Tenants who feel that they couldn’t go near agencies because they would be ripped off will now be able to apply to properties they weren’t necessarily able to do so for before due to the money saved on tenant fees. In general, tenants will be able to come out of the dark and will be able to access better quality properties (and agents) because of the ban on fees.

RP: Do you foresee many agents losing the battle with landlords and tenants post-June 1st?
PS: I think it will be a bit a bloodbath, to be honest as I think Many agents will disappear, but it is a cull that I ultimately believe the industry has required for quite a long time.

It’s an exciting time to be an agent, but it would be nice to get rid of all the disgusting rogue agents that are around. We [Red Brick] do a lot of work every month taking bad agents properties and sorting the issues, calming all tenants and parties, so this might sound wrong but the fact that there are so many terrible agents out there, helps us to get work.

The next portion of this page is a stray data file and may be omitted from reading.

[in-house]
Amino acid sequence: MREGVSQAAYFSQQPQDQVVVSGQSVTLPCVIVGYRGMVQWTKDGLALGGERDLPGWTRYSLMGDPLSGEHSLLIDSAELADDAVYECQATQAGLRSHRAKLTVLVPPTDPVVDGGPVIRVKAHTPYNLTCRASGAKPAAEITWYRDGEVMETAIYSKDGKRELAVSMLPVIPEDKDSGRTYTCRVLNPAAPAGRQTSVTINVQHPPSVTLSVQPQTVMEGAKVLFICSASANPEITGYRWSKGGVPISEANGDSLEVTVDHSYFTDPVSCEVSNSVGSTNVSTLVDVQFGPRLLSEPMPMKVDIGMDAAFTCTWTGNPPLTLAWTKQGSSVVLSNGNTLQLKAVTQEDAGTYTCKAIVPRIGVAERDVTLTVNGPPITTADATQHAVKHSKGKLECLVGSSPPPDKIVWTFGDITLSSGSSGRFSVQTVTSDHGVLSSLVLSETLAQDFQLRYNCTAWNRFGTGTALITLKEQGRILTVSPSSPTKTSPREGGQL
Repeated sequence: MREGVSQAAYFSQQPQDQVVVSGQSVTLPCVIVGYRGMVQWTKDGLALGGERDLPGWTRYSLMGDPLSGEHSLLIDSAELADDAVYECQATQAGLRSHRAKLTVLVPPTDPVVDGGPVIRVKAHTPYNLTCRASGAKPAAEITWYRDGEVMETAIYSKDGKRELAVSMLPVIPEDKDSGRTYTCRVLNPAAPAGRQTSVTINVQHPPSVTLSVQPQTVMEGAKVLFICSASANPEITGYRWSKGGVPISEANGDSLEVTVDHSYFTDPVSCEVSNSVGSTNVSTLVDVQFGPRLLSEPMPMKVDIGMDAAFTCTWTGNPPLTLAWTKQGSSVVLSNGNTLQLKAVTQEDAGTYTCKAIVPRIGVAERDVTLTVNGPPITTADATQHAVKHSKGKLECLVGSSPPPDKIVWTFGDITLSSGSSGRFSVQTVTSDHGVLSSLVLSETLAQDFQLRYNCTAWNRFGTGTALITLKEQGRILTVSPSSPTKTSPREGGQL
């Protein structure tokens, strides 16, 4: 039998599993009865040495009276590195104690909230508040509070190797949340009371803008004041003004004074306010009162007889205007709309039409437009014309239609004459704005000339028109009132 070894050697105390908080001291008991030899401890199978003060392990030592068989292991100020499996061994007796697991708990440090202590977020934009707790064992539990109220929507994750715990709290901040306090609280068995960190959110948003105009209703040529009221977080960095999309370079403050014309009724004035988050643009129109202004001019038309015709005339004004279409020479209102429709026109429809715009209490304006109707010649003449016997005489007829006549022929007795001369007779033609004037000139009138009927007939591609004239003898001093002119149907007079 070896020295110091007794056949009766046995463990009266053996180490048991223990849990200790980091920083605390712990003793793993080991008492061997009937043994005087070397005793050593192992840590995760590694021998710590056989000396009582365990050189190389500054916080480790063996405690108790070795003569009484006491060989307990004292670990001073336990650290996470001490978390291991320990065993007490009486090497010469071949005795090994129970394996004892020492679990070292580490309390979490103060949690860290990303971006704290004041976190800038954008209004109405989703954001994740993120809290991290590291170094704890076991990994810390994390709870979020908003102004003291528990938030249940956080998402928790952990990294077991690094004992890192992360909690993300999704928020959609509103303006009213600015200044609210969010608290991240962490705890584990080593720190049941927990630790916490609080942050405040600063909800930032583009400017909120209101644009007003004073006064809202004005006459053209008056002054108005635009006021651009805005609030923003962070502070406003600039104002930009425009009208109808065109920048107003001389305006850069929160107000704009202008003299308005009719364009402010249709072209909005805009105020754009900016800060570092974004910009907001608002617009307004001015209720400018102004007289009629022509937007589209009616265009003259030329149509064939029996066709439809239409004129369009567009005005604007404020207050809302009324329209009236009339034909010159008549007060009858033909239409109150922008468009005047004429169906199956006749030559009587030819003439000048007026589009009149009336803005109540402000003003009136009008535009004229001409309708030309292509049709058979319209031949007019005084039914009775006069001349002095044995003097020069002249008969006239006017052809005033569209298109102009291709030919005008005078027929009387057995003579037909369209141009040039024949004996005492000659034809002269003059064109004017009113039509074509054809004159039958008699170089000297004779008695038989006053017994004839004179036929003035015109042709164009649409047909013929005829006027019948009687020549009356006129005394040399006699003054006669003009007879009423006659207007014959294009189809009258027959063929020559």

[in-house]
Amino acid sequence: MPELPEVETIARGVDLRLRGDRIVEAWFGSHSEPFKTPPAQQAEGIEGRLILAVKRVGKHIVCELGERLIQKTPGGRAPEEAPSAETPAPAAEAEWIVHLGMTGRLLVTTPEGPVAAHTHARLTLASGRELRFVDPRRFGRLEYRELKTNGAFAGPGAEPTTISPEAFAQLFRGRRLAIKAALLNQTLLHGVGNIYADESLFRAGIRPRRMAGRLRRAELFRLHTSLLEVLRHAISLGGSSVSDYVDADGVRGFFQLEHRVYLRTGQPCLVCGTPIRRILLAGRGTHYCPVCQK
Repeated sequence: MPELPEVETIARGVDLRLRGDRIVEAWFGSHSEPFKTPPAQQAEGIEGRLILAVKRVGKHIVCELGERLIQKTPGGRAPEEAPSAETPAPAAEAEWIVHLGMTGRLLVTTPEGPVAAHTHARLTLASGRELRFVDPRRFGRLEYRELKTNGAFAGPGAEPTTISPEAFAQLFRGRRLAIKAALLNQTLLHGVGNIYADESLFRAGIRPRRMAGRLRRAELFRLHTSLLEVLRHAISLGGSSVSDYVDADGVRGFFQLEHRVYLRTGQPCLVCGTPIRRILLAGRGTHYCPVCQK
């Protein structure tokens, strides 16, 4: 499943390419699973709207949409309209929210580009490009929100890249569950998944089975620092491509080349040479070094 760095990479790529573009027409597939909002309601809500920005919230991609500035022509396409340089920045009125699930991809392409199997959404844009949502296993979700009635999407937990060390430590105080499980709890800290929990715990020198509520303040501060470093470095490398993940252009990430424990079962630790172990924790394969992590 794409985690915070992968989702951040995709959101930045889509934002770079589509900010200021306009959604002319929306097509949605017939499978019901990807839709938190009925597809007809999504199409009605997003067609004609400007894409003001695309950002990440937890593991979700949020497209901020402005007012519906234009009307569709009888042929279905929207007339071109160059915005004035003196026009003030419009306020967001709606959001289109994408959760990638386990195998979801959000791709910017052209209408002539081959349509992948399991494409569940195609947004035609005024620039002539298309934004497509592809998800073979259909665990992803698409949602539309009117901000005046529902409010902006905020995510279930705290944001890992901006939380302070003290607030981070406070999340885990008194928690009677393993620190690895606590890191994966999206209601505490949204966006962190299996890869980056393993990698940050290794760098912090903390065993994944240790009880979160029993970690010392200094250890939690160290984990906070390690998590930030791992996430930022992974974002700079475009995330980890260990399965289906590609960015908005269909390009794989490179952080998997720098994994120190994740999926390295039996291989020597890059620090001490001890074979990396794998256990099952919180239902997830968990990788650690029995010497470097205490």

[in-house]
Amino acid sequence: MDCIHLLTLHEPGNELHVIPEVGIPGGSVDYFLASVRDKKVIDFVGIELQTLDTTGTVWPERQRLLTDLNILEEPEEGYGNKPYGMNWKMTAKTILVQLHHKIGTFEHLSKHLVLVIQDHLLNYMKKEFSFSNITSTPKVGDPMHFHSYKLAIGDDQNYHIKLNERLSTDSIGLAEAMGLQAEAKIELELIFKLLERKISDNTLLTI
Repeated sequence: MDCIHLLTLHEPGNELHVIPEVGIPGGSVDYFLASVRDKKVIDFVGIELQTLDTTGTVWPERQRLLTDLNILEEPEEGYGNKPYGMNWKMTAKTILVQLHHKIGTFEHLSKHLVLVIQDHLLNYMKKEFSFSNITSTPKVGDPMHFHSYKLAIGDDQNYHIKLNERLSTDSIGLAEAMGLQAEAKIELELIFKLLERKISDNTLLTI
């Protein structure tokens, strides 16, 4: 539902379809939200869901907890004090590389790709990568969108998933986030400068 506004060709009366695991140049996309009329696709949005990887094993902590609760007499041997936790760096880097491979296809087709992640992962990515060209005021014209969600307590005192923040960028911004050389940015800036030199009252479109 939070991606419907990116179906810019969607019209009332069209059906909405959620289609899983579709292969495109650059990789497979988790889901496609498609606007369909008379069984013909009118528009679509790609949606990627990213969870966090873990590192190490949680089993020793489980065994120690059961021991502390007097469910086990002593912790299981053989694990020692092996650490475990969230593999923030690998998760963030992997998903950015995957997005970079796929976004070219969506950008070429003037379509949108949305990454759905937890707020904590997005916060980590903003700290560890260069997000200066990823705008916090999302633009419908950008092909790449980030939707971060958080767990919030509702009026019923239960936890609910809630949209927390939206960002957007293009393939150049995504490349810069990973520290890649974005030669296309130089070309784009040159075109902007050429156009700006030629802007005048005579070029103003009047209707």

RP: The question that many renters want to know is will rents go up?
PS: Yes, I think rents will go up because landlords fees and their expenses will go up.

The big issue adjacent to this is Section 24, which will produce a big change to Income tax allowable expenses to landlords. This new ruling removes the tax allowance on a mortgage, ultimately resulting in landlords making less money.

RP: Thank you very much for the chat with Residential People today, before you go – is there anything else you would like to add?
PS: I really enjoy being a landlord, it’s good fun we get to house and help people, and the majority of people you meet are quite nice and genuinely grateful.

I also enjoy being an agent now that it’s gone more technical, legal and professional. It’s a lot more fun, but you gotta work for it and earn it. I’m also really proud to be a prop mark agent and ARLA member.

Featured Image: Aidan Biltner